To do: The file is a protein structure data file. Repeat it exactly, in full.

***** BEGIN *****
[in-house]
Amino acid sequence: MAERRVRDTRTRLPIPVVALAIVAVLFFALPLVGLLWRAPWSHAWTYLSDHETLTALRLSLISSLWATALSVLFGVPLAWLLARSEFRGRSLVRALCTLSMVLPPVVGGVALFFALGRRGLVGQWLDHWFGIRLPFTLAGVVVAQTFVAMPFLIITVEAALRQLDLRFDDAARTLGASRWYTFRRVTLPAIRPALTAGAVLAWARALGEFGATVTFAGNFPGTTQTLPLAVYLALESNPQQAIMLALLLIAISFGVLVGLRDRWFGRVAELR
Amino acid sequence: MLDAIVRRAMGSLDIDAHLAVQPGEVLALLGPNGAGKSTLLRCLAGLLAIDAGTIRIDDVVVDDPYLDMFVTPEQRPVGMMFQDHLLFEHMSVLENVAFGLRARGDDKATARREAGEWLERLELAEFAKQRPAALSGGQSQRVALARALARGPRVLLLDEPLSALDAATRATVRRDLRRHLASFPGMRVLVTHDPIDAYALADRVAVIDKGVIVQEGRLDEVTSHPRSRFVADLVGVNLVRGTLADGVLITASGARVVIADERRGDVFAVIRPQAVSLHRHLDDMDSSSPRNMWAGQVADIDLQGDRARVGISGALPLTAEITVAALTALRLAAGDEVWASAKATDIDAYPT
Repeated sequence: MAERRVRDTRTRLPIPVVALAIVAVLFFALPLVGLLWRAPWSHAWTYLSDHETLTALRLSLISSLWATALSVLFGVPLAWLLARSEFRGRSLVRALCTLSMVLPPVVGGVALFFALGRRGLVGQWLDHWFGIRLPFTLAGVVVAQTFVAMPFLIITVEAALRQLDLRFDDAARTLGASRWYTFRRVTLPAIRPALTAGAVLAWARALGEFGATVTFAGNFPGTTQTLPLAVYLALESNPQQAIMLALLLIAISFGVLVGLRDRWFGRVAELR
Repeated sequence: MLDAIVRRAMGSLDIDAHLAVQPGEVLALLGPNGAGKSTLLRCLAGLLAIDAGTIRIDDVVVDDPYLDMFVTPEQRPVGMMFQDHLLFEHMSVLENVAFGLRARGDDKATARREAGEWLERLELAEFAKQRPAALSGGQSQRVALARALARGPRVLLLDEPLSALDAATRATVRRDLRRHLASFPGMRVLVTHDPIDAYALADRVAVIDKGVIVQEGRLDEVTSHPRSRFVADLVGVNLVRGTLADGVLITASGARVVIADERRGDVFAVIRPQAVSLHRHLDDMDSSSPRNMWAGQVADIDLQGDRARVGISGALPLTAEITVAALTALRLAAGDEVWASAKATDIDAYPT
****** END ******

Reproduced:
[in-house]
Amino acid sequence: MAERRVRDTRTRLPIPVVALAIVAVLFFALPLVGLLWRAPWSHAWTYLSDHETLTALRLSLISSLWATALSVLFGVPLAWLLARSEFRGRSLVRALCTLSMVLPPVVGGVALFFALGRRGLVGQWLDHWFGIRLPFTLAGVVVAQTFVAMPFLIITVEAALRQLDLRFDDAARTLGASRWYTFRRVTLPAIRPALTAGAVLAWARALGEFGATVTFAGNFPGTTQTLPLAVYLALESNPQQAIMLALLLIAISFGVLVGLRDRWFGRVAELR
Amino acid sequence: MLDAIVRRAMGSLDIDAHLAVQPGEVLALLGPNGAGKSTLLRCLAGLLAIDAGTIRIDDVVVDDPYLDMFVTPEQRPVGMMFQDHLLFEHMSVLENVAFGLRARGDDKATARREAGEWLERLELAEFAKQRPAALSGGQSQRVALARALARGPRVLLLDEPLSALDAATRATVRRDLRRHLASFPGMRVLVTHDPIDAYALADRVAVIDKGVIVQEGRLDEVTSHPRSRFVADLVGVNLVRGTLADGVLITASGARVVIADERRGDVFAVIRPQAVSLHRHLDDMDSSSPRNMWAGQVADIDLQGDRARVGISGALPLTAEITVAALTALRLAAGDEVWASAKATDIDAYPT
Repeated sequence: MAERRVRDTRTRLPIPVVALAIVAVLFFALPLVGLLWRAPWSHAWTYLSDHETLTALRLSLISSLWATALSVLFGVPLAWLLARSEFRGRSLVRALCTLSMVLPPVVGGVALFFALGRRGLVGQWLDHWFGIRLPFTLAGVVVAQTFVAMPFLIITVEAALRQLDLRFDDAARTLGASRWYTFRRVTLPAIRPALTAGAVLAWARALGEFGATVTFAGNFPGTTQTLPLAVYLALESNPQQAIMLALLLIAISFGVLVGLRDRWFGRVAELR
Repeated sequence: MLDAIVRRAMGSLDIDAHLAVQPGEVLALLGPNGAGKSTLLRCLAGLLAIDAGTIRIDDVVVDDPYLDMFVTPEQRPVGMMFQDHLLFEHMSVLENVAFGLRARGDDKATARREAGEWLERLELAEFAKQRPAALSGGQSQRVALARALARGPRVLLLDEPLSALDAATRATVRRDLRRHLASFPGMRVLVTHDPIDAYALADRVAVIDKGVIVQEGRLDEVTSHPRSRFVADLVGVNLVRGTLADGVLITASGARVVIADERRGDVFAVIRPQAVSLHRHLDDMDSSSPRNMWAGQVADIDLQGDRARVGISGALPLTAEITVAALTALRLAAGDEVWASAKATDIDAYPT